Finally, I’d walk up our path and into our home. My jacket still on, I checked on Todd and talked to his nurses for a few minutes. I’d then head upstairs to kiss the boys and watch them sleep for a little bit. Once in my pajamas and out of my jacket, I’d head back downstairs and curl up onto Todd’s hospital bed that was now occupying our living room. I had to keep the baby monitor under his pillow in case the boys woke up.  But, they slept. We slept. We were all tired, I guess.

Although I’d like to be stuck in November for a little while longer, I am wearing flip flops and the boys are directing their animated attention at me since my dad must have left the table. “Mama, don’t worry. We can make a great fort if we have a hurricane. And, Pop knows EVERYTHING about hurricanes. Plus, our house isn’t made out of straw so we will be fine, right Mama? Right, Mama?” And just like that it’s September and sunny and warm again. “Right boys – we will be fine.”  

Friday, June 23, 2017


Today would have been Todd’s 43rd birthday.

Strange how timing works out…Todd’s birthday, Father’s Day, and the boys’ birthdays all fall within the same week.

The boys are 5 now and are asking questions daily about their dad – or painfully lack of a dad. The questions are pragmatic in nature; my answers are philosophical by default. Last night, we were lying in bed and Andrew asked me (seemingly out of the blue): “Mama, how do you talk to God?” What I wanted to say was, “Jesus fucking Christ. I don’t know…” Instead, I said: “Just speak from your heart.” And he did – and it was beautiful.  

Since the boys were only 5 months old when Todd died, for better or worse, they have no memories of him. The memories they have are the ones I created for them. I am trying to work out this concept in greater depth and have been pondering my responsibility to make these boys feel like they knew their dad – and still have a dad – even though they didn’t and don’t.

Last week, I was going through some old emails and found one I hadn’t read since we received it a couple of months before Todd died. As I read it, I realized with great relief that I share this responsibility with so many of Todd’s friends and family.

Today the boys and I will make Todd’s favorite cake and head down to the beach to enjoy the things Todd and I used to enjoy doing together. I am not sure how much the boys will enjoy sitting under an umbrella listening to AM sports radio  - but we will give it a whirl. J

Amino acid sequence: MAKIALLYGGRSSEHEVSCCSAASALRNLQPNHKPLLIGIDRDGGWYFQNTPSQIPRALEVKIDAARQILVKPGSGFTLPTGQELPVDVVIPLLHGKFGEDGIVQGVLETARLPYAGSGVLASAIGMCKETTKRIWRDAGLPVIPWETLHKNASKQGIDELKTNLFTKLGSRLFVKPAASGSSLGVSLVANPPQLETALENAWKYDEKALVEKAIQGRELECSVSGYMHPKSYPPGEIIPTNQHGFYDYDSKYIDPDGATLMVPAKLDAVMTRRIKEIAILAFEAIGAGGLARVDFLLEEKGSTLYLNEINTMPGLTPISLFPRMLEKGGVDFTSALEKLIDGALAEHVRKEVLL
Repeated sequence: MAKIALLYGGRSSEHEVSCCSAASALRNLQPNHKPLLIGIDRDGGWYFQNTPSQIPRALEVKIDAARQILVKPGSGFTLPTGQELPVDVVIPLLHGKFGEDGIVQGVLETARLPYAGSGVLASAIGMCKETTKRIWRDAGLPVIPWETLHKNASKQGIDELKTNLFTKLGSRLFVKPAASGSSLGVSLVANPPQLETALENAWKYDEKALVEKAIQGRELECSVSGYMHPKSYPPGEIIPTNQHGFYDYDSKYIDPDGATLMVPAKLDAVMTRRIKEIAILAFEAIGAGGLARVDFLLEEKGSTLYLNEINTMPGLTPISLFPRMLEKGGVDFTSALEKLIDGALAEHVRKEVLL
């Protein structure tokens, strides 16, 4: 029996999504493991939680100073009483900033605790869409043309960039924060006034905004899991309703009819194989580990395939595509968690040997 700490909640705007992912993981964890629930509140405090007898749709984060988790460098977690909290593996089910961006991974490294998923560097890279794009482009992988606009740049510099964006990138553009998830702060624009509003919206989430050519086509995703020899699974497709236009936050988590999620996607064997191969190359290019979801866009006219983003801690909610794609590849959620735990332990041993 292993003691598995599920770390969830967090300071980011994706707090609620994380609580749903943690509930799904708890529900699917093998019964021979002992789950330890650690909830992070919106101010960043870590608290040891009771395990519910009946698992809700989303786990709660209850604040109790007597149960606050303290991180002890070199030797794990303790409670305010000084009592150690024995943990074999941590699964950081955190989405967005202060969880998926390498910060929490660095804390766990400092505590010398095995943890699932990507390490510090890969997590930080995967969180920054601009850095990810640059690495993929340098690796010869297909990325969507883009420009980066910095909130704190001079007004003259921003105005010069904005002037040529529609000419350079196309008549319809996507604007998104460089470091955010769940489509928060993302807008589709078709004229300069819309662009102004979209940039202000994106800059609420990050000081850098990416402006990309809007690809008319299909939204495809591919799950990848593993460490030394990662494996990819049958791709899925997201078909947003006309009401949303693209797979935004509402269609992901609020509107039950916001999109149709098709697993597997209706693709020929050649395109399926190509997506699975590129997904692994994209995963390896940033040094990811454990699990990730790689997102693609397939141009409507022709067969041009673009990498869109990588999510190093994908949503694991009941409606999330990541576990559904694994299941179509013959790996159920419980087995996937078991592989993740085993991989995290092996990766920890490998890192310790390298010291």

Perhaps not today – but one day, I will share with them this beautiful reminder in someone else’s voice of the kind of man their father was:

“You are a man of integrity, uncompromising character, an inspiration and a hero. There were times in college when I found myself slightly jealous of you. You fit in effortlessly to all types of groups and situations. I'm not sure what movie it's from but the quote I use to equate to you was, "men want to be you and women want to be with you" (sorry Amanda, but its true).  You are one of those rare people that everyone wants to be around. They feel like being around you will make them better. I know I feel that way.

There isn't a day that goes by that I don't think about you.  You drive me to be a better, man, husband and father. Your boys will always know what kind of man I think you are, and they can count on me for anything at anytime, anywhere. If my boys grow up to be half the man you are, I would be overjoyed.

It's not fair the situation you and Amanda are in. It's not right and no person should have to go through what the two of you have gone through these past 8 years. But know that you are inspiring thousands of people to take nothing for granted, cherish every moment, live for today and be thankful for what we have.  You are making a sacrifice that no one should have to make but it's not in vain.